Bird flu has been found at a poultry farm outside Diss - the third case confirmed near the town this month as the disease's worst-ever epidemic continues.

A highly pathogenic strain of avian influenza was confirmed in commercial premises near Shelfanger on December 20.

Defra says all poultry on the infected farm has been humanely culled, while a 3km protection zone and a 10km surveillance zone have been enforced around the site.

It comes after two other bird flu cases were confirmed in commercial poultry near Redgrave, on December 8 and 11.

The recent cases illustrate the continuing threat from the disease - although the pace of the outbreak has slowed since its peak in autumn.

Norfolk recorded more than 40 cases in October alone, sparking the culls of hundreds of thousands of chickens, turkeys, geese and ducks as East Anglia became the national epicentre of the epidemic.

But although the region's case numbers are now much lower, farmers and backyard poultry keepers have been warned to maintain strict biosecurity during the high-risk winter season, when the return of migrating birds brings the potential for more outbreaks.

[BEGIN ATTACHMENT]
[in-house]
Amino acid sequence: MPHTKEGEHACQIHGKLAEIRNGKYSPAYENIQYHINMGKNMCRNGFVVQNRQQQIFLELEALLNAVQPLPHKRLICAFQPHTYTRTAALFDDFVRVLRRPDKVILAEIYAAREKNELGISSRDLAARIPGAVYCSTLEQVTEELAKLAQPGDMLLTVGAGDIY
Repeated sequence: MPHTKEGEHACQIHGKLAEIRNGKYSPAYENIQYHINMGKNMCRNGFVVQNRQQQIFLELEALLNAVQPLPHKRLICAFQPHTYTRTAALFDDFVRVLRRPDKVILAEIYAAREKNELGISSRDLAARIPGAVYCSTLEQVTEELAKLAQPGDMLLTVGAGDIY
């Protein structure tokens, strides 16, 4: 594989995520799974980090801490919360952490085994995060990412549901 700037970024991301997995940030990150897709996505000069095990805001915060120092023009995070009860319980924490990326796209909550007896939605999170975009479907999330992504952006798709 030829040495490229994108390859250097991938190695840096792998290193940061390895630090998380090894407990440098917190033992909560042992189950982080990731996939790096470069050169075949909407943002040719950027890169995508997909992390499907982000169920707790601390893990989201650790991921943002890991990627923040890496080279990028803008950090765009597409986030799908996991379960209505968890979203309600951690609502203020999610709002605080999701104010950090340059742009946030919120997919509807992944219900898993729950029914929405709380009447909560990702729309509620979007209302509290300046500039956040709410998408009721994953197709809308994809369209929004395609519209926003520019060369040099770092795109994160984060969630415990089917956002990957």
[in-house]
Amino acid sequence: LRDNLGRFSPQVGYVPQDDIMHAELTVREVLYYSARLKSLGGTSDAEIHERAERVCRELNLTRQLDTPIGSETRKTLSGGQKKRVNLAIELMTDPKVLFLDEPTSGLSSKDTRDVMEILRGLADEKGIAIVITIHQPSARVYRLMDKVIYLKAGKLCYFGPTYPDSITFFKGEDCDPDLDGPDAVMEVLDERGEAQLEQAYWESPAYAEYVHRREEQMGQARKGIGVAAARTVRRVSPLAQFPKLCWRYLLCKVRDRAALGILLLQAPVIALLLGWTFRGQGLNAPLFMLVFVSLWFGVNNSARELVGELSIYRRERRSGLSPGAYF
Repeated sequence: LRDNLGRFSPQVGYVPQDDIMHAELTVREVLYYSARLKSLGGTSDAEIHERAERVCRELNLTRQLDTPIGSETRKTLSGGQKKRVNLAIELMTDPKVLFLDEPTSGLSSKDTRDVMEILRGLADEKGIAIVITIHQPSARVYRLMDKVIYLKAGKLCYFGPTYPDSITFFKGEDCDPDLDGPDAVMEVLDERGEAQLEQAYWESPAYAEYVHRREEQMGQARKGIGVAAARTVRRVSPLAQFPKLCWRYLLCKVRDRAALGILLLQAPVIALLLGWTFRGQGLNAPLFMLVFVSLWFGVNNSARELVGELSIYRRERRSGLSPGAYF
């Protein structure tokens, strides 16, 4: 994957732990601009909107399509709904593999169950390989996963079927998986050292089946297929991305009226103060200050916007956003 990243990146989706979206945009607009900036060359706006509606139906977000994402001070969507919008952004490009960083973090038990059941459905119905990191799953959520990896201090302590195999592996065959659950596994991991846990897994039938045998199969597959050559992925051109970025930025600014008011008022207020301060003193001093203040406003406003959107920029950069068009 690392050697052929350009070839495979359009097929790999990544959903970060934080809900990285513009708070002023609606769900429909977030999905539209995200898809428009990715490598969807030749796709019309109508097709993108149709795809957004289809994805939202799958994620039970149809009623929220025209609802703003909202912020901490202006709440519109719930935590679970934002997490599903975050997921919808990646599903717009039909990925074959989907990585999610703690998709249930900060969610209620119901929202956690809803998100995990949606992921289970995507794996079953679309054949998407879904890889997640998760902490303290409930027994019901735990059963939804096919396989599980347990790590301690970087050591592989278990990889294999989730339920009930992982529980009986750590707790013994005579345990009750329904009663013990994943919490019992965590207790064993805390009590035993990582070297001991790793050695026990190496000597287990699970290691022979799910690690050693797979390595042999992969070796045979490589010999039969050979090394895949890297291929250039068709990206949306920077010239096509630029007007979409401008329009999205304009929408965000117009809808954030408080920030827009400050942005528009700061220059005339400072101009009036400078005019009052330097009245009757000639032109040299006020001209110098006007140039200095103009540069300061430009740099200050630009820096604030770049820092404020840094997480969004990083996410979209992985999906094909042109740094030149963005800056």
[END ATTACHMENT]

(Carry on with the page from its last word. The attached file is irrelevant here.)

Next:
Chief vets have enforced a mandatory housing order to bring all birds indoors, and the government offered a support package in October which includes allowing farmers to be paid compensation from the outset of planned culling rather than at the end, to "help stem cash flow pressures".

But calls have been made for faster and retrospective compensation or the culling of flocks, an urgent review of shutdown periods for affected farms, and an extension of a derogation which allowed for turkeys, ducks and geese to be slaughtered early and frozen so they could then be defrosted and sold to customers between November 28 and December 31.

Zoe Leach, East Anglia regional director for the National Farmers' Union, said: "Recent cases are a reminder that avian influenza remains a threat to all bird keepers.

"Although the frequency of new cases has slowed, we’re continuing to experience the worst outbreak of the disease in the UK to date, with no end in sight.

"The financial implications of avian influenza are huge, and the emotional strain on affected farmers, their families and staff members is devastating, with many now forced to reconsider their future.

"We continue to urge everyone to remain vigilant. Maintaining good biosecurity measures is vital for all bird keepers, whether you are a commercial farmer or someone who keeps a small number of birds."